I, for one, liked those commericals that were shown in the US a while back when people where taking HFCS at face value as being bad, but when another person asks them why they couldn't give them a concise answer other than the 'well everyone else says HFCS is bad.' I am all for people making educated decisions about their diet if these decisions are truly informed and not based on one non-scientific article or hearsay. Ultimately the matter of fructose needs to be looked into further, researchers are still putting together the pieces to determine how best to look at this issue, including the best experimental design specifically with ensuring the controls are appropriate. An important discovery in this research thus far has pointed to the idea of problems with fructose being multifactorial in nature, based on human studies. It’s not just how much fructose one consumes, the outcome seems to involve the person’s diet in total as well as their body weight. In general terms it does seem like laying off massive amounts of artificially sweetened, processed foods is the way to go but an extreme view of ridding one’s diet of foods that naturally contain fructose, like fruit which also contains other healthy things (fiber, vitamins, antioxidants), seems to be overkill.

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Comments 7 comments

Esteban G 2 years ago

Concur. One often sees products in "health food" shops that are sweetened with concentrated pear juice (or some other fruit juice).

I suspect that HFCS is cheap partially because of corn subsidies and protection of sucrose production in the US. I've been following the trends in HFCS and fruit juice trade from the USDA economic site. Too early to tell for me, but I think that as HFCS has leveled off, fruit concentrate trade has grown. Interesting.

Nonetheless, invert sugar or HFCS or fruit juice or honey all have useful properties in baking...perhaps a little more so than sucrose.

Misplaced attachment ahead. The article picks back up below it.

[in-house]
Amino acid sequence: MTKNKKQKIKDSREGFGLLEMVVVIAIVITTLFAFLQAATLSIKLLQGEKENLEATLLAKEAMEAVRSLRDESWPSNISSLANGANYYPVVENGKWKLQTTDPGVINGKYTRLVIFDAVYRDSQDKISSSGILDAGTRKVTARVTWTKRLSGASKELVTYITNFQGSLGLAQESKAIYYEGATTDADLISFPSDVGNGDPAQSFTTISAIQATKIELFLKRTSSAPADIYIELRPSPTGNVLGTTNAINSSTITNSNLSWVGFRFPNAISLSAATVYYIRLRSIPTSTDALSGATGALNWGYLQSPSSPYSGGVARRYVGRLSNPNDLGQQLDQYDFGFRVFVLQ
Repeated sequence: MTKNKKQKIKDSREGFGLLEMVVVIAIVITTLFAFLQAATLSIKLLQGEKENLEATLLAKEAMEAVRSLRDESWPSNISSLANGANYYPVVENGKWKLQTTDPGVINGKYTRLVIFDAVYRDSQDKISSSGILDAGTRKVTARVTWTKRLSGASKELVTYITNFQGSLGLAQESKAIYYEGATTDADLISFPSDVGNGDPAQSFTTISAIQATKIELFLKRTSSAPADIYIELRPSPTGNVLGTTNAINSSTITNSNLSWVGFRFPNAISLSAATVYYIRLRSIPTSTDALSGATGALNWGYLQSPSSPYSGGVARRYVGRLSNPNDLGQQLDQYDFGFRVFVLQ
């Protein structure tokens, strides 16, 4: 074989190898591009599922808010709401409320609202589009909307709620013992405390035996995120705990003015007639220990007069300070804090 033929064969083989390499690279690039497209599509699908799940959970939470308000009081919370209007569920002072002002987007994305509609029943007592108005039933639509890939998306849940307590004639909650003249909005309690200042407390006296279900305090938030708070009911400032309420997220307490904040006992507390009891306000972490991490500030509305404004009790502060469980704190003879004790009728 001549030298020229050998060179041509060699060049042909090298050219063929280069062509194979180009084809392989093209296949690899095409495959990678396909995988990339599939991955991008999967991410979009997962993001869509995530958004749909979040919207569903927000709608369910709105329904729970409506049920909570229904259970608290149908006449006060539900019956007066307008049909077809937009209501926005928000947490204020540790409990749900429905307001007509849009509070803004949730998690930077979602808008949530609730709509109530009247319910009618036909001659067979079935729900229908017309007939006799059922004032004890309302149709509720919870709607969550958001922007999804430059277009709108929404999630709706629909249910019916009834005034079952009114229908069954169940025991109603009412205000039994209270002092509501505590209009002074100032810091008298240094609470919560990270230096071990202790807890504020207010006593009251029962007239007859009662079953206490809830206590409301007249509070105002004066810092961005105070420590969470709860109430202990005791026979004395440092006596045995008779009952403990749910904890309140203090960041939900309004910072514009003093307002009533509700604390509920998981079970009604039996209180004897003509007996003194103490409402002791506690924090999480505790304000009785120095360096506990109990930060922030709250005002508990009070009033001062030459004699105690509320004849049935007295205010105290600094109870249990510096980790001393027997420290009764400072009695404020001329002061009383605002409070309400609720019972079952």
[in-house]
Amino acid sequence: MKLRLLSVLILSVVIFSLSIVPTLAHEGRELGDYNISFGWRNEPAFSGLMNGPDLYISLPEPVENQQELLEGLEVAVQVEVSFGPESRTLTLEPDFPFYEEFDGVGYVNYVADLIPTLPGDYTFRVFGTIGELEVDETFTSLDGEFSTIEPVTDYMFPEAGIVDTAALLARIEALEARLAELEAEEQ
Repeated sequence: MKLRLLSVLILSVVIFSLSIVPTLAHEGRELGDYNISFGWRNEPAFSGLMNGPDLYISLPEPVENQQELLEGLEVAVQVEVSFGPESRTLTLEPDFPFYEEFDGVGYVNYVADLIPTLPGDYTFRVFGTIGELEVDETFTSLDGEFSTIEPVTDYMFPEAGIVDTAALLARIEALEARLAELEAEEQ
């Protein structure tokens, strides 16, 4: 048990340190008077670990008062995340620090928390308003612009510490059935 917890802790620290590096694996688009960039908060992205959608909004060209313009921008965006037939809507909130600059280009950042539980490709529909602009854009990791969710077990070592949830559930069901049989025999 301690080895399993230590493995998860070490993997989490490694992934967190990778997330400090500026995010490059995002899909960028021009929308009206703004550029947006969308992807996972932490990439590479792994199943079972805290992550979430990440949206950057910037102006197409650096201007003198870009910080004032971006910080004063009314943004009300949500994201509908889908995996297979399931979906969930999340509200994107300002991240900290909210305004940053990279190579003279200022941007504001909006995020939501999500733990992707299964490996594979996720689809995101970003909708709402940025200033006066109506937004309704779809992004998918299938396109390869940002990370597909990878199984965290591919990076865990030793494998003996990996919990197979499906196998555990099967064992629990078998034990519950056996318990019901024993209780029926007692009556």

thebiologyofleah profile image

thebiologyofleah 2 years ago from Massachusetts Author

Hi Estaban G-

Thanks for stopping by and commenting. I guess it depends on your perspective in terms of the plusses and minuses of HFCS- in terms of you saying it is cheap, since it's inexpensiveness seems to be a major reason why it is found in some many products.

The point you bring up about the actual content of Fructose in HFCS in comparison to natural counterparts is one I wanted to make in the article, HFCS doesn't contain all that much more fructose than naturally occurring sucrose.

Overall the point I am trying to make is HFCS isn't really the baddie the media has portrayed it to be, in moderation it's not that much different than natural sweeteners.

The yogurt companies have recently advertised that customers demanded they take out HFCS and so the companies listened and removed it, but they aren't quick to say what they replaced it with but more than likely it's another sweetener which is probably similar to it.


Esteban G 2 years ago

I apologize if I did not read your text carefully enough.

But I have a few queries. It seems to me that the problem with HFCS is that it is cheap.

Sucrose is 50/50 glucose/fructose; I thought sucrose was mostly split (hydrolised) in the stomach. HFCS is 42/55 glucose/fructose. You get a lot of fructose either way. Fruit juice (concentrated) and honey are about the same as HFCS. Invert sugar (hydrolised sucrose) used to be used in the same way as HFCS in baking.

Sucrose is a little less sweet than HFCS; is it better to consume less sugar for the same sweetness?

Perhaps the neurobiology of sweetness is the real issue to study.

I thank you for your contribution and look forward to reading more.

I don't know


thebiologyofleah profile image

thebiologyofleah 2 years ago from Massachusetts Author

Thanks for stopping by sehrm. That is interesting about the Omegas, seems to be another explain of the general public taking things out of context and not getting the full story.


sehrm profile image

sehrm 2 years ago from Los Angeles

You touched on a lot of important points here; especially, you illuminated the fact that our body processes foods together, not individually, and I like that. Well done! I recently became interested in Omega dietary needs/constraints, and much of the consensus is that Omega 6 is bad and Omega 3 is good -- yet many people don't know that 6 is needed to properly process 3. Anyway, great hub -- looking forward to reading more of your material.


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thebiologyofleah 3 years ago from Massachusetts Author

Thanks Crystal for reading and commenting. I try to make things as easy to understand as possible but with certain subject matter that is tricky since there is so much too it!


Crystal Tatum profile image

Crystal Tatum 3 years ago from Georgia

Well, a lot of this was way over my head, but you clearly have a lot of knowledge on this subject. I have a high sensitivity to sugar of any kind. Voted up and interesting.